Sketch the following functions and determine which of them are self-inverse.

In order to sketch the graph of \(y=g(x)\) it is helpful to rewrite it as \[y=\frac{x+1}{x-1}=\frac{x-1+2}{x-1} = 1+\frac{2}{x-1} .\] This reveals that the graph is a transformation of \(y=\dfrac{1}{x}\).

graph of x+1 over x-1

We compose \(g(x)\) with itself: \[ gg(x) = g\left( \frac{x+1}{x-1} \right) = \frac{\frac{x+1}{x-1}+1}{\frac{x+1}{x-1}-1} = \frac{x+1+(x-1)}{x+1-(x-1)} = \frac{2x}{2} = x \]

So \(g(x)\) is self-inverse.

Strictly, for \(g\) to be self-inverse, we should check that its range exactly matches its domain since its output is used as its own input in the composition.

What are the domain and range of \(g(x)\)?

By rewriting \(m\) we find that, as for \(g\), its graph is a transformation of \(y=\dfrac{1}{x}\).

Composing, we find \[\begin{align*} mm(x) &= m\left( \frac{x-1}{x+1} \right) = \frac{\frac{x-1}{x+1}-1}{\frac{x-1}{x+1}+1}\\ &= \frac{x-1-(x+1)}{x-1+(x+1)} = \frac{-2}{2x} = -\frac{1}{x} , \end{align*}\]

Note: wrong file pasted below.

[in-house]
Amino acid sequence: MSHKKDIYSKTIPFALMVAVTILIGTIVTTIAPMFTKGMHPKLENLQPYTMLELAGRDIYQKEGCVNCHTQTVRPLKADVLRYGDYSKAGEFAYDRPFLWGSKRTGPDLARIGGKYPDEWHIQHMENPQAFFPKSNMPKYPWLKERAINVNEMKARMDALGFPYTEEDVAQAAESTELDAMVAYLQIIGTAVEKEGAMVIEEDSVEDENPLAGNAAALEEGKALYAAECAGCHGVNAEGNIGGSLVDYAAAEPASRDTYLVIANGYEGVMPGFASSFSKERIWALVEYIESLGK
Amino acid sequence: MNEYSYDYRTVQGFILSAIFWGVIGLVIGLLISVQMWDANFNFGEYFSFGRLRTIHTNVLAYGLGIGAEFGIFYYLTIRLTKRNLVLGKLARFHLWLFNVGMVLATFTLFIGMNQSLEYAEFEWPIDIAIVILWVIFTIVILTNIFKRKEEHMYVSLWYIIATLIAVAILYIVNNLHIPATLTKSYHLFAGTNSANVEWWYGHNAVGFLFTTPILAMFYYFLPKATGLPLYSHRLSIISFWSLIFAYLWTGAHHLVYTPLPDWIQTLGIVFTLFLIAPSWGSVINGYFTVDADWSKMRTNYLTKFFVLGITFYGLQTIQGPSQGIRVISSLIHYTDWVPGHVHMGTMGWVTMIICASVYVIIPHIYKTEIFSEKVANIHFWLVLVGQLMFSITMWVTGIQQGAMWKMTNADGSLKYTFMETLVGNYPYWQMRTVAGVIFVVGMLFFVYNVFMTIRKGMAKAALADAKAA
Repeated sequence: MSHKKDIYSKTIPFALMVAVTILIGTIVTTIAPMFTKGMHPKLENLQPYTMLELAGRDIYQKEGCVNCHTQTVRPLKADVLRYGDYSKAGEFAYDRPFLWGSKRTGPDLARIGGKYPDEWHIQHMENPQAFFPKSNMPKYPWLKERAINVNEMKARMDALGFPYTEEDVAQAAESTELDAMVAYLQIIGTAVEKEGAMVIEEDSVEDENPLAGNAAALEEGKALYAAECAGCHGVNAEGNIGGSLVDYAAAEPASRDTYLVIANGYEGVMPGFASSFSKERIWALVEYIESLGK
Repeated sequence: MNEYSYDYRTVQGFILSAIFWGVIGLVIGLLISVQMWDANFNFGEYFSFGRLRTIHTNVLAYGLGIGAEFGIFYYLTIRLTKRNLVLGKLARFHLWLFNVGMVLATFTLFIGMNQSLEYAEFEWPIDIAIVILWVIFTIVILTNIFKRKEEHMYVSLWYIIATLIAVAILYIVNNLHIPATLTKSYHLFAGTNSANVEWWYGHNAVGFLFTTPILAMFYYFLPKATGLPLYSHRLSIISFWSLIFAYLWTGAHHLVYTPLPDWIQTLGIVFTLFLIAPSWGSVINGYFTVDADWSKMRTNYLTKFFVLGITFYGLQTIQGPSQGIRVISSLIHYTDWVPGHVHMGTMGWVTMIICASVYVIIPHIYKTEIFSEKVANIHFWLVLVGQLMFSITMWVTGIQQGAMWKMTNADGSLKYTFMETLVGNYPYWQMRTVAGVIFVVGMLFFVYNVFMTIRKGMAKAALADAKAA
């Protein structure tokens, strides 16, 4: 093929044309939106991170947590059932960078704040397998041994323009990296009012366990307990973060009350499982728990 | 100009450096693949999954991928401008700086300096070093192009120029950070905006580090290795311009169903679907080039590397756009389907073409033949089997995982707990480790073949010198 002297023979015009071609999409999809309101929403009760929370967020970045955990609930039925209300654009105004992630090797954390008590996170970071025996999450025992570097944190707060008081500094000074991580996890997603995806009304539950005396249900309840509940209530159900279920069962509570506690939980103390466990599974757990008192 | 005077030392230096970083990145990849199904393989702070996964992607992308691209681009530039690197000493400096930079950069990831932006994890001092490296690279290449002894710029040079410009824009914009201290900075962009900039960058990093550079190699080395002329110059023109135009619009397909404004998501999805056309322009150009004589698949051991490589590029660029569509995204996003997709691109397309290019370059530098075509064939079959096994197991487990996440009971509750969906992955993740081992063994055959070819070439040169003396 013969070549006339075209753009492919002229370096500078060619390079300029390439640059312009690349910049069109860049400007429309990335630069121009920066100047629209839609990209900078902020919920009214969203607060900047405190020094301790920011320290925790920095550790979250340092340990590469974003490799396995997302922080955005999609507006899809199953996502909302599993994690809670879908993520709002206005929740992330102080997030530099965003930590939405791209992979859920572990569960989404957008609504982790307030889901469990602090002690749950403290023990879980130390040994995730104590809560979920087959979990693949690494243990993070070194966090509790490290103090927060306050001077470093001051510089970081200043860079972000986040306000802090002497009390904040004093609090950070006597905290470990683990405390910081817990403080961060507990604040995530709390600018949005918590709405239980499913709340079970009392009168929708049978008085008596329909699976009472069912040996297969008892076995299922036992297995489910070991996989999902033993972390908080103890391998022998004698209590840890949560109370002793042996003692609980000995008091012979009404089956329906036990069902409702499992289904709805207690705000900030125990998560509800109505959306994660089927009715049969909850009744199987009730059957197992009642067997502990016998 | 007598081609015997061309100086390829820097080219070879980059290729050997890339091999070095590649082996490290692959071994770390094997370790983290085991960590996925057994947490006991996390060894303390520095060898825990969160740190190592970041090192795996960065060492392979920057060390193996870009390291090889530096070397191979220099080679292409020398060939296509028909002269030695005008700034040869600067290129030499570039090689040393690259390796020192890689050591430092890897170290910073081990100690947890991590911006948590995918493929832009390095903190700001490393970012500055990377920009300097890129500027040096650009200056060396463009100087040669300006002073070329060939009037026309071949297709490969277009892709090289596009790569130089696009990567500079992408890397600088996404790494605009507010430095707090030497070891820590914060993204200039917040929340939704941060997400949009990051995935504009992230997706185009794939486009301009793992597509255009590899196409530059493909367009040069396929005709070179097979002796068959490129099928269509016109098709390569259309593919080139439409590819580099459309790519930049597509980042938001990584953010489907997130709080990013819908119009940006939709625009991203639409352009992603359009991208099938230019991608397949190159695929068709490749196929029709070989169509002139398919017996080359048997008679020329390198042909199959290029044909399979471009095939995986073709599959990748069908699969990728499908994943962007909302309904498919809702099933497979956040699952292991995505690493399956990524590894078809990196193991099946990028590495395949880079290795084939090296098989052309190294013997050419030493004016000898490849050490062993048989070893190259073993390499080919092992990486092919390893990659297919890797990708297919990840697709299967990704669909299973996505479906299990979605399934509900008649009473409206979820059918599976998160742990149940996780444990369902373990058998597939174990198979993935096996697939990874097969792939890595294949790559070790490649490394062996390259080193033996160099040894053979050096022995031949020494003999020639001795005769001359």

so \(m(x)\) is not self-inverse.

What is different about \(g\) that makes it self-inverse while \(m\) is not?

graph of x-1 over x+1

What happens if we compose \(mm(x)\) with itself to make the function \(mmmm(x)\) (which could be written as \(m^4(x)\))?

Of the remaining functions, we find that \(h\), \(k\) and \(p\) are self-inverse.

What do the graphs of the self-inverse functions have in common?

We have sketched the four self-inverse functions on the same set of axes.

sketch of functions g h k and p

We remember that the graphs of any function and its inverse are reflections of one another in the line \(y=x\). So it is no surprise that the graph of each self-inverse function is a reflection of itself in \(y=x\).

Can you match up the four functions with their graphs?

Sketch and find equations for some other self-inverse functions.

By thinking about the reflection property we can see that any straight line parallel to the purple line in the graph above will represent a self-inverse function. Can you write down a generalised form of the equation?

Also, any translation of \(y=\dfrac{1}{x}\) will be self-inverse so long as the origin is transformed to a point on the line \(y=x\). What about stretches, reflections and other transformations?

Can you find any other families of self-inverse functions?